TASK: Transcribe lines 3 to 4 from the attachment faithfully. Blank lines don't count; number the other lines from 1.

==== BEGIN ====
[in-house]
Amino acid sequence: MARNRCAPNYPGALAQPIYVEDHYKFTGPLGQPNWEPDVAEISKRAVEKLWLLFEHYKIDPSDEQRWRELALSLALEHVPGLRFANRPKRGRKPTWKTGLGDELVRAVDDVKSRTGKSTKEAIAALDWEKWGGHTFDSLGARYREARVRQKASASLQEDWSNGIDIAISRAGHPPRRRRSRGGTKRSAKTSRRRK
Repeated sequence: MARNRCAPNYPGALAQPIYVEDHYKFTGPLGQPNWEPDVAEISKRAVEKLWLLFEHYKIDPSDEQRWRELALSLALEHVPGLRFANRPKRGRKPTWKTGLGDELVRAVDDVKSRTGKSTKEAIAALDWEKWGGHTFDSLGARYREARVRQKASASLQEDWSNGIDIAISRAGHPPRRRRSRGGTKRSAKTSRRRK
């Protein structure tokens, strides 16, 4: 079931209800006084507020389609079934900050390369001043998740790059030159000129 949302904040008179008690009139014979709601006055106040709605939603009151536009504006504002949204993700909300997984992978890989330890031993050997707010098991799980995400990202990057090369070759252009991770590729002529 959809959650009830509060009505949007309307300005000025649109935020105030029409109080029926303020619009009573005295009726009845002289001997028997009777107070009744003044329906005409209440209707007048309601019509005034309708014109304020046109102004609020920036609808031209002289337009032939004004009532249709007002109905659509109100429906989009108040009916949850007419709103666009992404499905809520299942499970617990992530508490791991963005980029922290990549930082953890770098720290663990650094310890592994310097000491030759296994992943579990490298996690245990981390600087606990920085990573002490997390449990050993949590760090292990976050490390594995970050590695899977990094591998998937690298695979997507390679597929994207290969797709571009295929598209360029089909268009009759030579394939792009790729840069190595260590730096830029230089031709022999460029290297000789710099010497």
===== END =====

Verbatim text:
Repeated sequence: MARNRCAPNYPGALAQPIYVEDHYKFTGPLGQPNWEPDVAEISKRAVEKLWLLFEHYKIDPSDEQRWRELALSLALEHVPGLRFANRPKRGRKPTWKTGLGDELVRAVDDVKSRTGKSTKEAIAALDWEKWGGHTFDSLGARYREARVRQKASASLQEDWSNGIDIAISRAGHPPRRRRSRGGTKRSAKTSRRRK
């Protein structure tokens, strides 16, 4: 079931209800006084507020389609079934900050390369001043998740790059030159000129 949302904040008179008690009139014979709601006055106040709605939603009151536009504006504002949204993700909300997984992978890989330890031993050997707010098991799980995400990202990057090369070759252009991770590729002529 959809959650009830509060009505949007309307300005000025649109935020105030029409109080029926303020619009009573005295009726009845002289001997028997009777107070009744003044329906005409209440209707007048309601019509005034309708014109304020046109102004609020920036609808031209002289337009032939004004009532249709007002109905659509109100429906989009108040009916949850007419709103666009992404499905809520299942499970617990992530508490791991963005980029922290990549930082953890770098720290663990650094310890592994310097000491030759296994992943579990490298996690245990981390600087606990920085990573002490997390449990050993949590760090292990976050490390594995970050590695899977990094591998998937690298695979997507390679597929994207290969797709571009295929598209360029089909268009009759030579394939792009790729840069190595260590730096830029230089031709022999460029290297000789710099010497």